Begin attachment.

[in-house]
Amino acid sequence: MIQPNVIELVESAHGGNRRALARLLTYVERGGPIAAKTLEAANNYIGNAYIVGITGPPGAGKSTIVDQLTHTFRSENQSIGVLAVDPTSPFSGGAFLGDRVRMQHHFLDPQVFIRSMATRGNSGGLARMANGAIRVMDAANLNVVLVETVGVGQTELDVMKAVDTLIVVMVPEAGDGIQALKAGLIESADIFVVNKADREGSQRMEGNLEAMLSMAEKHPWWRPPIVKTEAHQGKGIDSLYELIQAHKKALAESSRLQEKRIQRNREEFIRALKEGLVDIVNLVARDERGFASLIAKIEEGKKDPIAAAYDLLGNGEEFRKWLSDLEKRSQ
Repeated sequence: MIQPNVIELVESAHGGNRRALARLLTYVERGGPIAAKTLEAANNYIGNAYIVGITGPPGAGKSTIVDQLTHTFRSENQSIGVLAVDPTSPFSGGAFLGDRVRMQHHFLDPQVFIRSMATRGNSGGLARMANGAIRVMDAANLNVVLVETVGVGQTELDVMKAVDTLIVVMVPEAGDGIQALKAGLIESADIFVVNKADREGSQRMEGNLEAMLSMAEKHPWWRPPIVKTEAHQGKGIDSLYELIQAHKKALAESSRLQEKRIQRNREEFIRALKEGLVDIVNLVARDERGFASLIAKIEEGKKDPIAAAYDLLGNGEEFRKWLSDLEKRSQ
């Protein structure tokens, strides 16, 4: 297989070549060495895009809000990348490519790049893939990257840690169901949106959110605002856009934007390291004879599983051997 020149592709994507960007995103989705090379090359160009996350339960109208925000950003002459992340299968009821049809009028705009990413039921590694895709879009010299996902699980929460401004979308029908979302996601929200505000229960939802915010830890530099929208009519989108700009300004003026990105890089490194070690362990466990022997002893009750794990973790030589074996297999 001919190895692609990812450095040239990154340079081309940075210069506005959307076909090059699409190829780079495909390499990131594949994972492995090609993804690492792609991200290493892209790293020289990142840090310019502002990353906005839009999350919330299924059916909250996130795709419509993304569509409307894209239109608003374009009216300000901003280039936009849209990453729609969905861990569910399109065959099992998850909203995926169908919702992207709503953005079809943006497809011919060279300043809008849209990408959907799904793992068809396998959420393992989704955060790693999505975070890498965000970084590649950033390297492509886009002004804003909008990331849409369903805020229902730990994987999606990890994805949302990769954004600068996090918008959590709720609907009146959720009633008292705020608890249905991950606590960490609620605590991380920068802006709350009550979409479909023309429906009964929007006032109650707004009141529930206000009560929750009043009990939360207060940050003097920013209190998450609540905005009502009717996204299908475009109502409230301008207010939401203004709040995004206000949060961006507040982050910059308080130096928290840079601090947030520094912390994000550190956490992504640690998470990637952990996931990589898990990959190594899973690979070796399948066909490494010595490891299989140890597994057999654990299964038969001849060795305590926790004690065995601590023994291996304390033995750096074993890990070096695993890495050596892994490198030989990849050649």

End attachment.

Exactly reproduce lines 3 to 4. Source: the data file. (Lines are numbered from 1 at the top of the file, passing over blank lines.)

Repeated sequence: MIQPNVIELVESAHGGNRRALARLLTYVERGGPIAAKTLEAANNYIGNAYIVGITGPPGAGKSTIVDQLTHTFRSENQSIGVLAVDPTSPFSGGAFLGDRVRMQHHFLDPQVFIRSMATRGNSGGLARMANGAIRVMDAANLNVVLVETVGVGQTELDVMKAVDTLIVVMVPEAGDGIQALKAGLIESADIFVVNKADREGSQRMEGNLEAMLSMAEKHPWWRPPIVKTEAHQGKGIDSLYELIQAHKKALAESSRLQEKRIQRNREEFIRALKEGLVDIVNLVARDERGFASLIAKIEEGKKDPIAAAYDLLGNGEEFRKWLSDLEKRSQ
């Protein structure tokens, strides 16, 4: 297989070549060495895009809000990348490519790049893939990257840690169901949106959110605002856009934007390291004879599983051997 020149592709994507960007995103989705090379090359160009996350339960109208925000950003002459992340299968009821049809009028705009990413039921590694895709879009010299996902699980929460401004979308029908979302996601929200505000229960939802915010830890530099929208009519989108700009300004003026990105890089490194070690362990466990022997002893009750794990973790030589074996297999 001919190895692609990812450095040239990154340079081309940075210069506005959307076909090059699409190829780079495909390499990131594949994972492995090609993804690492792609991200290493892209790293020289990142840090310019502002990353906005839009999350919330299924059916909250996130795709419509993304569509409307894209239109608003374009009216300000901003280039936009849209990453729609969905861990569910399109065959099992998850909203995926169908919702992207709503953005079809943006497809011919060279300043809008849209990408959907799904793992068809396998959420393992989704955060790693999505975070890498965000970084590649950033390297492509886009002004804003909008990331849409369903805020229902730990994987999606990890994805949302990769954004600068996090918008959590709720609907009146959720009633008292705020608890249905991950606590960490609620605590991380920068802006709350009550979409479909023309429906009964929007006032109650707004009141529930206000009560929750009043009990939360207060940050003097920013209190998450609540905005009502009717996204299908475009109502409230301008207010939401203004709040995004206000949060961006507040982050910059308080130096928290840079601090947030520094912390994000550190956490992504640690998470990637952990996931990589898990990959190594899973690979070796399948066909490494010595490891299989140890597994057999654990299964038969001849060795305590926790004690065995601590023994291996304390033995750096074993890990070096695993890495050596892994490198030989990849050649």